For most Windows users, a virus means nothing less than a nightmare, and for a good reason. Malware could interfere with how your PC operates and might eventually destroy it completely. Sometimes, it may appear from the most unexpected forms – for instance, an executable file. In other words, what you thought could be an important system virus could be the very thing that paralyzes your system.
In this post, we will discuss one of the mysterious, yet utterly essential, processes that run in Windows: svchost.exe. Specifically, we will tell you what it is, if it is a virus or not, and then finally dive into solutions. So, let’s get started.
So, What is Svchost.exe?
First, Svchost stands for Service Host, and it is a software component of Windows. So, svchost.exe is a genuine Windows system file that hosts or contains one or many Windows services. For instance, Windows Update and Windows Defender use one of the services that are hosted by a svchost.exe process.
The process is sometimes known as the Generic Host Process for Win32 Services or Host Process for Windows Services, among other similar names. The legitimate version of the file is located in the C:\Windows\System32 folder, and it has a known size of 20,992 bytes, 14,336 bytes (almost a half of all occurrences), and 45 other known variants.
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Typically, one or more Service Host processes are running at any given time, given that separate processes handle different groups of services. For instance, svchost.exe might be handling network-related services, while another service host process might handle services relating to remote procedural calls, etc. You can find svchost.exe and other similar processes running in the Task Manager. Generally, svchost.exe is closely associated with shared service processes responsible for reducing computer resource consumption.
Type: It is a Windows system file.
Danger Level: It is a low-level threat. But there is a potential danger of being a malicious program if a malware uses a similar name as a disguise.
Symptoms: It might not display any visible window, but you can find the process running in the Task Manager.
Distribution Method: The legitimate version of the file comes pre-installed with Windows OS. But the malicious version may sneak into your system through means such as malicious email attachments, unprotected P2P networks, and malicious pop-ups.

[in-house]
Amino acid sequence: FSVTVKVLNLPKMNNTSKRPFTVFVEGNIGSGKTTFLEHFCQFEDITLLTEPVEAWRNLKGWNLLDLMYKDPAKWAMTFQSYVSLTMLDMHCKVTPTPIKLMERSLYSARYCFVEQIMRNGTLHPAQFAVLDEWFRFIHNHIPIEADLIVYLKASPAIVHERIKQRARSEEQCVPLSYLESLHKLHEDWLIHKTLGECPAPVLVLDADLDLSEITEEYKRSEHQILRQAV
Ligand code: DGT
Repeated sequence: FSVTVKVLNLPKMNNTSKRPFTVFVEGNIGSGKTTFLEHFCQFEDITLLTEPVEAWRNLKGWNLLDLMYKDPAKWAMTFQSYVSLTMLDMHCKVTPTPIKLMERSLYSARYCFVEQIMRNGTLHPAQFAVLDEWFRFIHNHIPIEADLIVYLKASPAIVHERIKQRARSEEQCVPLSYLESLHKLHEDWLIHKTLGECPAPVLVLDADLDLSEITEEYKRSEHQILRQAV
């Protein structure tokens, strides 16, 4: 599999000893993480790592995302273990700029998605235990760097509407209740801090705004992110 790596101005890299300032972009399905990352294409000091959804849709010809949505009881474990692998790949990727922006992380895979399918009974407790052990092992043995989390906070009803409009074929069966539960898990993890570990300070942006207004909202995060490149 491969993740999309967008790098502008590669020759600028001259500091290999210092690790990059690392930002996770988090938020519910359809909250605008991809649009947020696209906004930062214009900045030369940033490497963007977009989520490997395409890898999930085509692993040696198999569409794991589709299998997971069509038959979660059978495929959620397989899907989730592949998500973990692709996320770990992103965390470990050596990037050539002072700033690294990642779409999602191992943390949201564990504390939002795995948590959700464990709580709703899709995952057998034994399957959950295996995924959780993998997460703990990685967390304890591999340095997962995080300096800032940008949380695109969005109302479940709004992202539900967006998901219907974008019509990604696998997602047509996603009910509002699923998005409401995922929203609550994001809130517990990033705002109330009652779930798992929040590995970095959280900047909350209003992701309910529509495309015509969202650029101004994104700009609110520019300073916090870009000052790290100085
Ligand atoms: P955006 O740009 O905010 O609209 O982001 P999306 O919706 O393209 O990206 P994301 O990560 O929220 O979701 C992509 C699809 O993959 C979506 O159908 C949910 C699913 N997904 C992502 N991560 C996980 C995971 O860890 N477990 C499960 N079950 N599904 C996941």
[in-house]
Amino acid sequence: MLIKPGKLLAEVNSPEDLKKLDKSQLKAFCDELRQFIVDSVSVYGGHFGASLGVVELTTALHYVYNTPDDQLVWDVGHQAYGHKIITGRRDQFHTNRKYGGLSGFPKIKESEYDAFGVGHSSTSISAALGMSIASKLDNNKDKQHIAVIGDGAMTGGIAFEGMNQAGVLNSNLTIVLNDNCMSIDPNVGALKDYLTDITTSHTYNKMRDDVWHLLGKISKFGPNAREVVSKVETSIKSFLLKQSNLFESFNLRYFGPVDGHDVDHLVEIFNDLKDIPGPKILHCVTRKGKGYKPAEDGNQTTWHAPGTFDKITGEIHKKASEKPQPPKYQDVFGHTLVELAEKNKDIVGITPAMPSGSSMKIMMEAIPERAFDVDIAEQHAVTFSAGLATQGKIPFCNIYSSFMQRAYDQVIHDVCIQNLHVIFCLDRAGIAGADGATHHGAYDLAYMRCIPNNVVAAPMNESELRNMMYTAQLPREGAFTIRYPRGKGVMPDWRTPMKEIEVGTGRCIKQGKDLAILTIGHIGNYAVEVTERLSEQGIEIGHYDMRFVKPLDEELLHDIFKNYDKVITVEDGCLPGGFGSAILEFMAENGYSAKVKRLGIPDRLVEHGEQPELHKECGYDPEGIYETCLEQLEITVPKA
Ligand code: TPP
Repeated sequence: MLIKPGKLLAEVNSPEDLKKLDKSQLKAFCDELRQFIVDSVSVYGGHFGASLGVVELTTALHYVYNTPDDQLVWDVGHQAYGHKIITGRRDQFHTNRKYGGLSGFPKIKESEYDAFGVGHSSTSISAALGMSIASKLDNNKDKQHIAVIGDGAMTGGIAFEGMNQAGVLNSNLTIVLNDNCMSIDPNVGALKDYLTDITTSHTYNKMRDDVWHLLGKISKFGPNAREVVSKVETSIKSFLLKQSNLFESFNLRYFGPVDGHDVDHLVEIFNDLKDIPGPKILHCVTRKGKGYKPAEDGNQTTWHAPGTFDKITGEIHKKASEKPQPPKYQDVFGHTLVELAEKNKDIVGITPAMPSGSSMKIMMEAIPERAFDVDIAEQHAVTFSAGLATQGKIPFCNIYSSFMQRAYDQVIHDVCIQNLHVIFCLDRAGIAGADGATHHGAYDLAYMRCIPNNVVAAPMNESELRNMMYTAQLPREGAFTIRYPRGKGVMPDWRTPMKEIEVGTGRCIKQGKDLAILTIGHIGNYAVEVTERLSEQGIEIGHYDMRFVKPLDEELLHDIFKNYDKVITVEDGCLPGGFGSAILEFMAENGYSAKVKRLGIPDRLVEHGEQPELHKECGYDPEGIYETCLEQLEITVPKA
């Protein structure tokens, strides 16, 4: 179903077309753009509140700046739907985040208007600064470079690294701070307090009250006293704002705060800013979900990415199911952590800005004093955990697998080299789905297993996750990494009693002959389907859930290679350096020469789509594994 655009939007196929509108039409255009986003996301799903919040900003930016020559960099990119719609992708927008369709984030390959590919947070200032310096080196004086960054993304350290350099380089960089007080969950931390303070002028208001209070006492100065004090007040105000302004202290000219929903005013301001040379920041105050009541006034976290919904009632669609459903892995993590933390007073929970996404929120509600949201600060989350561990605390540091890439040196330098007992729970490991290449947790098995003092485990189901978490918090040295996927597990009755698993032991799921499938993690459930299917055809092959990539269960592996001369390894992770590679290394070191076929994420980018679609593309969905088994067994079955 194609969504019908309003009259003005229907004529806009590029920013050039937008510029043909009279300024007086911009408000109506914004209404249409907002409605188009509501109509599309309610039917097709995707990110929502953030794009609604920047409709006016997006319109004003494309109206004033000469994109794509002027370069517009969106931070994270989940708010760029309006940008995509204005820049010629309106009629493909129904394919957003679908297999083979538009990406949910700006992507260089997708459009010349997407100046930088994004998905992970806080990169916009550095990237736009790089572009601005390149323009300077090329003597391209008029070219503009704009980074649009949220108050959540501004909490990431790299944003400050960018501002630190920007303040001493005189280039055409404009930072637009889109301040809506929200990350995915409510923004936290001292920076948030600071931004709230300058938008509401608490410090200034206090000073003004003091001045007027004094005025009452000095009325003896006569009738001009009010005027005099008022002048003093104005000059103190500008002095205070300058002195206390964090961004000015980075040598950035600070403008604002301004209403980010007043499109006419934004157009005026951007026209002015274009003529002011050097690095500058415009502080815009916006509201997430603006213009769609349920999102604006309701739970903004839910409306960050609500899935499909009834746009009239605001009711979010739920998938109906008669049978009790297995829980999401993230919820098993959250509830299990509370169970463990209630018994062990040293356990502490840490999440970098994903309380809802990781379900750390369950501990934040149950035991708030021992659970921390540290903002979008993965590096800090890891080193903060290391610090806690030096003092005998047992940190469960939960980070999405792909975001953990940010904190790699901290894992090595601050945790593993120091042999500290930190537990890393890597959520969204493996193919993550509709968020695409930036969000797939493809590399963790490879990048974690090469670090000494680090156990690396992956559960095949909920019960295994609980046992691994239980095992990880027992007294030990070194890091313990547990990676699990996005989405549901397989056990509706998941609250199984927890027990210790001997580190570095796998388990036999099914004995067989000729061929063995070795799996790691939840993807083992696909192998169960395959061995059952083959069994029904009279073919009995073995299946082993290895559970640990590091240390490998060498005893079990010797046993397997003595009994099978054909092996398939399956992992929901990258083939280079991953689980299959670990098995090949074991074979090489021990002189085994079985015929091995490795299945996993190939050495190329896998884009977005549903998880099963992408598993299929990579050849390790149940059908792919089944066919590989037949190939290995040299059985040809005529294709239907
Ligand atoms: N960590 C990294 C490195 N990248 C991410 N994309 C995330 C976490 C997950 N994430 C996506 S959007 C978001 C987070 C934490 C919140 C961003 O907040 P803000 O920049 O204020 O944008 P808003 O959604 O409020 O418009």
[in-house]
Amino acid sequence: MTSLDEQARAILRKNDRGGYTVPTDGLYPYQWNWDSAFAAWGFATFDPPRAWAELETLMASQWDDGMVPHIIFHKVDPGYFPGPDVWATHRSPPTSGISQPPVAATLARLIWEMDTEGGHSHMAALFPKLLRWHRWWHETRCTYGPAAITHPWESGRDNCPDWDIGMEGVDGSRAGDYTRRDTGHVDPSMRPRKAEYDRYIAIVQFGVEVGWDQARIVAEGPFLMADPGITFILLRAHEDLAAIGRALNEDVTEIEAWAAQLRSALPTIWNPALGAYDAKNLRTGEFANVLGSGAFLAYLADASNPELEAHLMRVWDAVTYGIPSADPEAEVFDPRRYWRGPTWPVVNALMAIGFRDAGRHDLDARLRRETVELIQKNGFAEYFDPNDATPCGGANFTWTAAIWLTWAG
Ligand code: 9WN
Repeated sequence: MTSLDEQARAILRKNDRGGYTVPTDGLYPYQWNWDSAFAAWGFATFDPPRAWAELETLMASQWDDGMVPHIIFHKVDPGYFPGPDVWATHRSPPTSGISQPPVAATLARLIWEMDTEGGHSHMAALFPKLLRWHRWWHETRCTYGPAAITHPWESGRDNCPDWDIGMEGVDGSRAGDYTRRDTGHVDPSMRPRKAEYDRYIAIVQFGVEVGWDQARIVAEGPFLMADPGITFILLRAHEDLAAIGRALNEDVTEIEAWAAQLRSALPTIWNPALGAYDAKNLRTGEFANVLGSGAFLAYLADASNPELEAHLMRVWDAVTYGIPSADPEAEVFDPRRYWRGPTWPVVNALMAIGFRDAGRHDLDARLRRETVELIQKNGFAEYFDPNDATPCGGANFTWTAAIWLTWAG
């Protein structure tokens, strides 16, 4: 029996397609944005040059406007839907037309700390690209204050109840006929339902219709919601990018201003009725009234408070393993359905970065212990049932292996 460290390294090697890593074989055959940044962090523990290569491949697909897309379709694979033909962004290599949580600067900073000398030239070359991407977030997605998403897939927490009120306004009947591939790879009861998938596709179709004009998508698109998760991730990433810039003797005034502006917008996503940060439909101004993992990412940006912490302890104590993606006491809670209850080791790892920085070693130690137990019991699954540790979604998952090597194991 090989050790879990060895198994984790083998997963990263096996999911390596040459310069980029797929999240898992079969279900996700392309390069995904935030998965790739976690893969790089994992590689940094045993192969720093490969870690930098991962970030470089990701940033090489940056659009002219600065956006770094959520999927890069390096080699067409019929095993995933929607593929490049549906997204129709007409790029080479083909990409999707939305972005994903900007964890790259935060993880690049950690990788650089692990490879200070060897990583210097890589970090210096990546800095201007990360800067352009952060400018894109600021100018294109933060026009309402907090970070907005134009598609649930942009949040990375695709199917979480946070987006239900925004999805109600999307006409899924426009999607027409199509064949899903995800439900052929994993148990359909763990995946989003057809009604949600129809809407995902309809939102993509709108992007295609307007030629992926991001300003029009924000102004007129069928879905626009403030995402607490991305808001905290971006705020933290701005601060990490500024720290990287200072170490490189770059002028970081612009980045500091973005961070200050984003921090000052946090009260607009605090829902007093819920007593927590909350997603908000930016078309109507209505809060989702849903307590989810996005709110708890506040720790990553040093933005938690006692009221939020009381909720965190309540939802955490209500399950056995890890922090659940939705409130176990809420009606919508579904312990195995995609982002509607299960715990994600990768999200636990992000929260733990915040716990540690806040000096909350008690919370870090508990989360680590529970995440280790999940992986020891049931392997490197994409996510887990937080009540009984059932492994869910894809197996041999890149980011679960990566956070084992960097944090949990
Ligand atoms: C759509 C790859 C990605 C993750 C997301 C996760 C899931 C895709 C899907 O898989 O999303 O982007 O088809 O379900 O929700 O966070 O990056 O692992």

More Details about Svchost.exe
Having known what it is, you could also be curious to know what exactly is being executed by svchost.exe. To find out the processes running on your computer, follow the steps below:
Option 1 Use Command Line
- Press the Windows log and R keys simultaneously to launch the Run dialog box.
- Type cmd into the text field and press Enter.
- Once the Command Prompt window opens, type tasklist/SVC, then hit Enter. Executing this command will give you a list of dynamic libraries that svchost.exe is running.
The only challenge with this option is that it displays weird-looking processes that may appear even more mysterious than svchost.exe itself. So, if you are not tech-savvy, you are unlikely to make anything out of it.
Option 2: Check Related Task in the Task Manager
- Type task manager into the search field and press Enter.
- Open the Task Manager app, then navigate to the Processes tab.
- Here, you will check all the processes running on your computer.
- If a process serves several services, you can expand the process to see all those services.
- For your case, you need to expand the Service Host process.
- You can right-click on any of the svchost.exe processes, and then view it in the Services Control Panel app. If you are using Windows 7, you will right-click on the service, then choose Go to Service to flip you over to the Services tab.
- You can then see a full description of each service.
Option 3: Use Process Explorer
Fortunately, Microsoft has a program that allows you to check all the processes running on your PC. It is called Process Explorer, but it is a standalone app. So, you need to download and install it. If you have installed it, launch the app and proceed with the instructions below:
- Look out for svchost.exe in the left-side panel. You can hover over it to see more details about it.
- But if you want real details, right-click on svchost.exe, then choose Properties.
- Now, navigate to the Services tab to see more details.
So, Is Svchost.exe Malicious or Not?
By now, you are probably asking yourself: Is svchost.exe a virus? Well, the authentic svchost.exe file is not a virus. As touched on above, svchost.exe is an important part of Windows. Therefore, its technical security rating is 8% dangerous. Unfortunately, hackers might disguise malicious files, such as worms, viruses, and Trojans, using names similar to these processes. So, if your svchost.exe is consuming much of your CPU, it is likely to be a malware infection.